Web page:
Rarely does a United States Tax Court decision deliver the highs and lows of an amusement park ride. But Pine Mountain Preserve accomplishes the feat in bewildering style.
Let’s start with the good stuff. Back in October’s E-Bulletin, I wrote about how the IRS had been denying charitable deductions due to the presence of standard amendment provisions in conservation easements. In Pine Mountain, the Tax Court soundly rejected this argument. In 2017, I assisted the Land Trust Alliance with amicus briefs in this case as well as two others before the Tax Court, in order to counter the IRS’ aggressive position. Following the arguments set forth in these amicus briefs, as well as the rationale of earlier cases, the Pine Mountain majority found that easement holders can be assumed to remain faithful to the conservation purposes upon which their 501(c)(3) tax exemption rests. Therefore, an amendment provision based on the conservation purposes standard is consistent with the perpetuity requirements of Code § 170(h) and the accompany Regulations. Pine Mountain thus represents a solid victory for the land trust community on the amendment provision issue and will hopefully put an end to the IRS’ pursuit of this line of attack. Maine land trusts can continue to use traditional amendment provisions that tie decisions to consistency with the easement’s conservation purposes as well as our state’s unique statutory “materially detract” standard.
But while the Tax Court properly settled the amendment provision dustup, in the very same opinion it obfuscated issues about the siting and adjustability of building areas. While acknowledging the usefulness of flexibility in the amendment context, the court denies easement holders an equal level of discretion regarding building areas, even those that are included within the terms of the easement. The opinion seems to suggest that deductions may be denied when easements allow for even partially floating building areas and when they allow too many unsited building rights. For more on the far-reaching implications of this decision, I highly recommend the Alliance’s Pointers, with which I assisted in the drafting. In addition, I am working with the Alliance on preparing another amicus brief, as we expect the taxpayer to appeal to the 11thCircuit. Nevertheless, any appellate decision is likely at least a year or two away, and in the meantime we are stuck with the uncertainty stemming from this wild ride of a decision. Buckle up.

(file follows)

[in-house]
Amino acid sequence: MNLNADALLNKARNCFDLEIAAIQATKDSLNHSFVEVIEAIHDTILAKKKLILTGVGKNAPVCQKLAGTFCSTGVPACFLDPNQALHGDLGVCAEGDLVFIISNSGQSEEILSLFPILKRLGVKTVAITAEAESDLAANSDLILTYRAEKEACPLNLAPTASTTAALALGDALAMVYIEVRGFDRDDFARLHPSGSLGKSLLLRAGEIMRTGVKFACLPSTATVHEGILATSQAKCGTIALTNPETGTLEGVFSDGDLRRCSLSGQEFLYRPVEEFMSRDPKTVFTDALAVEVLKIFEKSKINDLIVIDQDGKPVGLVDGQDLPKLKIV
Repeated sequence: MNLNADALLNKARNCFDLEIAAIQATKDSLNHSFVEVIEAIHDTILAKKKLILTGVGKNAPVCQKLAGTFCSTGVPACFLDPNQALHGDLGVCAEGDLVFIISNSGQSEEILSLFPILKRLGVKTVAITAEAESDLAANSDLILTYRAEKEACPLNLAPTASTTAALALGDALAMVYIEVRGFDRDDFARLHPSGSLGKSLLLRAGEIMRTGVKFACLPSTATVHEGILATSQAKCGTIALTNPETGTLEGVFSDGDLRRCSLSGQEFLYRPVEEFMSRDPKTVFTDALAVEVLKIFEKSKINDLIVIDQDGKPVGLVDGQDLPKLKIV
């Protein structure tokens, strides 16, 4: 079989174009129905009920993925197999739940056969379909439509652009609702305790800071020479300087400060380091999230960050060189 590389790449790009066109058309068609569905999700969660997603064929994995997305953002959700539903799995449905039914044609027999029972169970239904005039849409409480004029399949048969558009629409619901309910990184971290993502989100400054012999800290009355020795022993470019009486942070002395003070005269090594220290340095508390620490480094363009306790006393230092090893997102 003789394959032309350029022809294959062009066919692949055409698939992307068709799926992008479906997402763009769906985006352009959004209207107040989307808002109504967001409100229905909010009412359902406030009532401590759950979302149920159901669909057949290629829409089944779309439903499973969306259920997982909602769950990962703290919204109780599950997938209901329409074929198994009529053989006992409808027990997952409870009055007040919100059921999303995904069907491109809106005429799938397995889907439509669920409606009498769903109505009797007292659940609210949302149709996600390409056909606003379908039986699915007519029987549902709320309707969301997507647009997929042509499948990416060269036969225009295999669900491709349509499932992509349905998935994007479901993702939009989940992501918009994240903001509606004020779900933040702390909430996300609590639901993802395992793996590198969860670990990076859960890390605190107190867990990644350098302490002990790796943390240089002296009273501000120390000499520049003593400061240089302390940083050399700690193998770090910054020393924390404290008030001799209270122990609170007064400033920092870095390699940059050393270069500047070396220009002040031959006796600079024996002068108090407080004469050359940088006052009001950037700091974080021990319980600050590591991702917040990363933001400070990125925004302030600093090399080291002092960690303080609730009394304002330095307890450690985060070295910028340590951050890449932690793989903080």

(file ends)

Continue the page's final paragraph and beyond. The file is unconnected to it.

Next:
How refreshing it is that “conservation” and “climate” are no longer dirty words in the Blaine House. With the election of Janet Mills and strong Democratic majorities in the Legislature, Maine can finally begin to make up for our regress of the past eight years. There are dozens of important bills in the works, and it is far too soon to make predictions about which ones will survive the legislative process.
As for conservation funding, the Maine conservation and hunting community is pushing for a new Land For Maine’s Future bond, paired with funds to improve state parks. See the Maine Land Conservation Task Force Draft Recommendations. State Senator Cathy Breen, who served on the Task Force and has a powerful role as a co-chair of the Appropriations Committee, recently introduced L.D. 11, which calls for $75 million in LMF funding and $20 million for capital improvements to state parks and historic sites, both over five years. In her budget address, Governor Mills has indicated receptivity to a new LMF bond. That said, fiscal pressures are expected to come into play, and I encourage you to reach out to the Governor and your representatives to push for funding at the $75 million level.
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